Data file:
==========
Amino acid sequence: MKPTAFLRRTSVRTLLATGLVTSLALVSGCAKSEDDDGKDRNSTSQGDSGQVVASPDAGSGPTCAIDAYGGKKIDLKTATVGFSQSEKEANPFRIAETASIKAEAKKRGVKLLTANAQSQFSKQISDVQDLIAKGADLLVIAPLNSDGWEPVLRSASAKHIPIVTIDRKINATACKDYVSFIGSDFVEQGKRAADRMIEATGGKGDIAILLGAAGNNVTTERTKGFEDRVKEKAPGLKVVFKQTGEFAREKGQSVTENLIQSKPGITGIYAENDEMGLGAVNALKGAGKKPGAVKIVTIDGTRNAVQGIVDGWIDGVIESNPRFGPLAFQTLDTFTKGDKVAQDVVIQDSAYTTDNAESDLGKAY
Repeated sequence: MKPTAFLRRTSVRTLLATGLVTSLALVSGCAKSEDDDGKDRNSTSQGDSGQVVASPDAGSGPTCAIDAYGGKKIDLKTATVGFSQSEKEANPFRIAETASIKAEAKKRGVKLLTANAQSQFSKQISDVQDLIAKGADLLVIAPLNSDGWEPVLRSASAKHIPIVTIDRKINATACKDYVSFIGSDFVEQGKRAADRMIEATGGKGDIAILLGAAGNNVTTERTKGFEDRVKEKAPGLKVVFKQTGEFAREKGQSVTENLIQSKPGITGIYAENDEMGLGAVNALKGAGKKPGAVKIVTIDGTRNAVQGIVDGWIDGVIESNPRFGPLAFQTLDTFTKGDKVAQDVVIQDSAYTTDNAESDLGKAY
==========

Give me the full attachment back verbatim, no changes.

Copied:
Amino acid sequence: MKPTAFLRRTSVRTLLATGLVTSLALVSGCAKSEDDDGKDRNSTSQGDSGQVVASPDAGSGPTCAIDAYGGKKIDLKTATVGFSQSEKEANPFRIAETASIKAEAKKRGVKLLTANAQSQFSKQISDVQDLIAKGADLLVIAPLNSDGWEPVLRSASAKHIPIVTIDRKINATACKDYVSFIGSDFVEQGKRAADRMIEATGGKGDIAILLGAAGNNVTTERTKGFEDRVKEKAPGLKVVFKQTGEFAREKGQSVTENLIQSKPGITGIYAENDEMGLGAVNALKGAGKKPGAVKIVTIDGTRNAVQGIVDGWIDGVIESNPRFGPLAFQTLDTFTKGDKVAQDVVIQDSAYTTDNAESDLGKAY
Repeated sequence: MKPTAFLRRTSVRTLLATGLVTSLALVSGCAKSEDDDGKDRNSTSQGDSGQVVASPDAGSGPTCAIDAYGGKKIDLKTATVGFSQSEKEANPFRIAETASIKAEAKKRGVKLLTANAQSQFSKQISDVQDLIAKGADLLVIAPLNSDGWEPVLRSASAKHIPIVTIDRKINATACKDYVSFIGSDFVEQGKRAADRMIEATGGKGDIAILLGAAGNNVTTERTKGFEDRVKEKAPGLKVVFKQTGEFAREKGQSVTENLIQSKPGITGIYAENDEMGLGAVNALKGAGKKPGAVKIVTIDGTRNAVQGIVDGWIDGVIESNPRFGPLAFQTLDTFTKGDKVAQDVVIQDSAYTTDNAESDLGKAY